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View Full Version : Porting a large hole.



danvranic
05-29-2010, 06:37 PM
Hey guys, As some of you know, Im new, and just asking alot of questions on how to do things, and info and reviews on products.

Well now, i have a question, How do you port a bass drum with a hole that is 7-9 inches? I know the can method, but for a larger drum, how would that work?

Thanks for the help?

|DxM| Malice
05-29-2010, 07:07 PM
I believe porting over 7" inches would be the equivalent of having no resonant head at all.

danvranic
05-29-2010, 07:19 PM
I know, and i want that. However, I think the look of no reso head is unprofessional. So i would like to know how to port on that big.

audiotech
05-29-2010, 07:19 PM
I believe porting over 7" inches would be the equivalent of having no resonant head at all.

He's correct. Just take the resonant head off if you need a port of that size.

Dennis

ludwigdrums
05-29-2010, 07:29 PM
if you want to do this at home you can get a can or tin whatever size you want, heat it up then press it on your head, that's how i did my porthole and it works perfect

|DxM| Malice
05-29-2010, 07:31 PM
I know, and i want that. However, I think the look of no reso head is unprofessional. So i would like to know how to port on that big.

You can take a thin cooking pan, you know those cheap ones? get one of those in the size you want heat it up like the tin and do the same thing. It will work the same.

SLIPKNOT1
05-29-2010, 07:34 PM
He's correct. Just take the resonant head off if you need a port of that size.

Dennis

Bad idea. Now you have your bearing edge exposed to all sorts of damage and no way to mount the front hoop.

If you want the look of an unported head but want the sound of no head at all, buy a mesh front head. Or, if you don't mind the large port, it's an easy fix.

Take the front head off and lay it face down (Logo side down) on some layers of newspaper. Then, find a solid round object as big as the hole you want to make. Records work great, tupperwars lids, pot/pan lids, etc. Just search around for a metal or plastic round object. Then measure to center it on the inside of the reso head (logo still laying face down). Then using a sharp single edge razor or Xacto knife, cut around your solid round cutting guide. Take your time and make sure you keep the blade tight against the cutting guide so you make a nice clean hole. Then your done.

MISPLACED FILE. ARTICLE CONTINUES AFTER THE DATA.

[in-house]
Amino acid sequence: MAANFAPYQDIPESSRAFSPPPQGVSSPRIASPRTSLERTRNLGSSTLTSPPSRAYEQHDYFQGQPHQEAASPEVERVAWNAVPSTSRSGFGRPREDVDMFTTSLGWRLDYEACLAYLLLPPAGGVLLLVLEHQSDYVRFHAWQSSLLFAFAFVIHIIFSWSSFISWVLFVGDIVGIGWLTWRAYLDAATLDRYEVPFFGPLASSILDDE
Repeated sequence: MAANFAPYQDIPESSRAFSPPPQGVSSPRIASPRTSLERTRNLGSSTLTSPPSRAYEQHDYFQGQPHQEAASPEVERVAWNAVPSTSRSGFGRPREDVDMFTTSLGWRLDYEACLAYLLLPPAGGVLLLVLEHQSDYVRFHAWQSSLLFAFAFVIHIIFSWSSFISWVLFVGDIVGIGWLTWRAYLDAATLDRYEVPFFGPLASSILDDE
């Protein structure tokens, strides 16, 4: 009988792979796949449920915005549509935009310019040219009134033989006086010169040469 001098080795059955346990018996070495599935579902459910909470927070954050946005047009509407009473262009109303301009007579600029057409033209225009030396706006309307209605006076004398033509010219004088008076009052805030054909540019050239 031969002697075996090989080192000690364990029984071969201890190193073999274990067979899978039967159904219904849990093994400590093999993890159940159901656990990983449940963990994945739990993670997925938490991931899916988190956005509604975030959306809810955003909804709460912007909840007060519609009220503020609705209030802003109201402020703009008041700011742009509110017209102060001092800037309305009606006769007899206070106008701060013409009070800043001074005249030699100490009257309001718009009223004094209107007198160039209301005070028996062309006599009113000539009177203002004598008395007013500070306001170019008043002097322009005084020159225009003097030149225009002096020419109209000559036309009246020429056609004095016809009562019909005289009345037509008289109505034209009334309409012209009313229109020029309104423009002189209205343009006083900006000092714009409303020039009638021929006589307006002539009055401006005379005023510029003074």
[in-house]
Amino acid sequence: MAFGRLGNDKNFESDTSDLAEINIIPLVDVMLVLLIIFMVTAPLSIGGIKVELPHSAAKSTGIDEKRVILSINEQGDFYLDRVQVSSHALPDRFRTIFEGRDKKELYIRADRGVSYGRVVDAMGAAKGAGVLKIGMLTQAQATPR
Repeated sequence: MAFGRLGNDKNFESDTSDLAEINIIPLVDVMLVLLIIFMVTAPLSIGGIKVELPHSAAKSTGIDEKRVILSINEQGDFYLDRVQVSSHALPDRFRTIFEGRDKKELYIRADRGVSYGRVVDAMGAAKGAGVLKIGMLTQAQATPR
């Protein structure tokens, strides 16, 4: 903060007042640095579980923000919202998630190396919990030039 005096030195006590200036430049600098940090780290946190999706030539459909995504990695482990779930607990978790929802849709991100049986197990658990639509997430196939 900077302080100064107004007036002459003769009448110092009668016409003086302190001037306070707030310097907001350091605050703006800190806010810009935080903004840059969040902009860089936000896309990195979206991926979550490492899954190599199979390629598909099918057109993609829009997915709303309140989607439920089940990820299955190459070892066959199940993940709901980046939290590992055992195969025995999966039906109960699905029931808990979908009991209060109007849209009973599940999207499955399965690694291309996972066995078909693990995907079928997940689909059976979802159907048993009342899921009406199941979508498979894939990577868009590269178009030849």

Not hard to do and will look fine.

danvranic
05-29-2010, 09:45 PM
Yea, I like the sound of the no reso ones. But i really dont like the look of unported or mesh heads, thats why i wanted a large hole, not just because it looks awesome, but because it will fit my needs :)

thank you very much Slip and others !

|DxM| Malice
05-29-2010, 10:00 PM
What if you made multiple port wholes? like in a triangle design like these faces

.......... ................. :) .........................

................. :) ........ ,,,,,, :),,,,,,,,,,,,,,,,,

audiotech
05-29-2010, 10:07 PM
Bad idea. Now you have your bearing edge exposed to all sorts of damage and no way to mount the front hoop.



I was making a point and no where did I say to keep the head off the drum. It's not a bad idea if you're careful and don't have the bearing edge exposed while transporting, unless the drums are new and packed headless in their boxes of course. Over the years I've literally recorded hundreds of drummers without the resonant head attached to their drums during the sessions and I have done the same exact thing using our studio kits, sometimes leaving the front head off the drum between sessions. Every time someone does a head change the bearing edges are exposed. This doesn't mean they should stand on the exposed shell's edge or toss it around the room, lol.

During the next session when where not using the reso head on the bass drum, I'll try to remember to take some photographs for the faint of hearts. ;)

Dennis

danvranic
05-29-2010, 10:21 PM
http://www.youtube.com/watch?v=RmN2_-JYf5o&feature=related

go to around :50. and there u see what im going for, the white reso with 7" hole in center.
Lars Ulrich's kit from around 1996-1999 is similar to what im getting in terms of specs and sizes (I cant afford a SCM!) Only mine will be in Wine Red Sparkle.
CANT WAIT!! (need a job)!

p.s notice lars is using the famous Tama Bell Brass :D

|DxM| Malice
05-29-2010, 10:27 PM
I still think you should do what I said in my post, it will look cleaner then just a big hole.

danvranic
05-29-2010, 10:32 PM
I still think you should do what I said in my post, it will look cleaner then just a big hole.

the triangle?
thanks but no thanks, that's not my style

audiotech
05-29-2010, 10:34 PM
http://www.youtube.com/watch?v=RmN2_-JYf5o&feature=related

go to around :50. and there u see what im going for, the white reso with 7" hole in center.
Lars Ulrich's kit from around 1996-1999 is similar to what im getting in terms of specs and sizes (I cant afford a SCM!) Only mine will be in Wine Red Sparkle.
CANT WAIT!! (need a job)!

p.s notice lars is using the famous Tama Bell Brass :D